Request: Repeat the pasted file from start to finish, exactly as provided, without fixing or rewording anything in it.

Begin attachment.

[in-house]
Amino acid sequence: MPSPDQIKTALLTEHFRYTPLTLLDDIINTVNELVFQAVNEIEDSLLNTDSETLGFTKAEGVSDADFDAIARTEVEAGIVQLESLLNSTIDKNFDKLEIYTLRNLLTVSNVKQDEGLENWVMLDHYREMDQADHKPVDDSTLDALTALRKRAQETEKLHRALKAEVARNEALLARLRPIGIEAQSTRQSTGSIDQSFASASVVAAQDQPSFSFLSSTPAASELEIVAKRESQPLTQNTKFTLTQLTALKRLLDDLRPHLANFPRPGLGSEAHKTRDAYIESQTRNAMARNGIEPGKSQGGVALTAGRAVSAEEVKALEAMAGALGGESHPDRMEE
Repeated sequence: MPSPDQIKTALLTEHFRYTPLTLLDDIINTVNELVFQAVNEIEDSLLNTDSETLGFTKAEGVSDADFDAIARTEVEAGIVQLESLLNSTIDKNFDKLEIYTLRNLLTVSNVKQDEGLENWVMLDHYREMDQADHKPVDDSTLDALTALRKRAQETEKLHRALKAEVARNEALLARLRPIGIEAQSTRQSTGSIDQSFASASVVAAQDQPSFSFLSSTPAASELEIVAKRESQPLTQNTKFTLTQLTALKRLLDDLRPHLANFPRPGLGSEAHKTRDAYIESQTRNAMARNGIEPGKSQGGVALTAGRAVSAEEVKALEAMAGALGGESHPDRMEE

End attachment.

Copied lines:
[in-house]
Amino acid sequence: MPSPDQIKTALLTEHFRYTPLTLLDDIINTVNELVFQAVNEIEDSLLNTDSETLGFTKAEGVSDADFDAIARTEVEAGIVQLESLLNSTIDKNFDKLEIYTLRNLLTVSNVKQDEGLENWVMLDHYREMDQADHKPVDDSTLDALTALRKRAQETEKLHRALKAEVARNEALLARLRPIGIEAQSTRQSTGSIDQSFASASVVAAQDQPSFSFLSSTPAASELEIVAKRESQPLTQNTKFTLTQLTALKRLLDDLRPHLANFPRPGLGSEAHKTRDAYIESQTRNAMARNGIEPGKSQGGVALTAGRAVSAEEVKALEAMAGALGGESHPDRMEE
Repeated sequence: MPSPDQIKTALLTEHFRYTPLTLLDDIINTVNELVFQAVNEIEDSLLNTDSETLGFTKAEGVSDADFDAIARTEVEAGIVQLESLLNSTIDKNFDKLEIYTLRNLLTVSNVKQDEGLENWVMLDHYREMDQADHKPVDDSTLDALTALRKRAQETEKLHRALKAEVARNEALLARLRPIGIEAQSTRQSTGSIDQSFASASVVAAQDQPSFSFLSSTPAASELEIVAKRESQPLTQNTKFTLTQLTALKRLLDDLRPHLANFPRPGLGSEAHKTRDAYIESQTRNAMARNGIEPGKSQGGVALTAGRAVSAEEVKALEAMAGALGGESHPDRMEE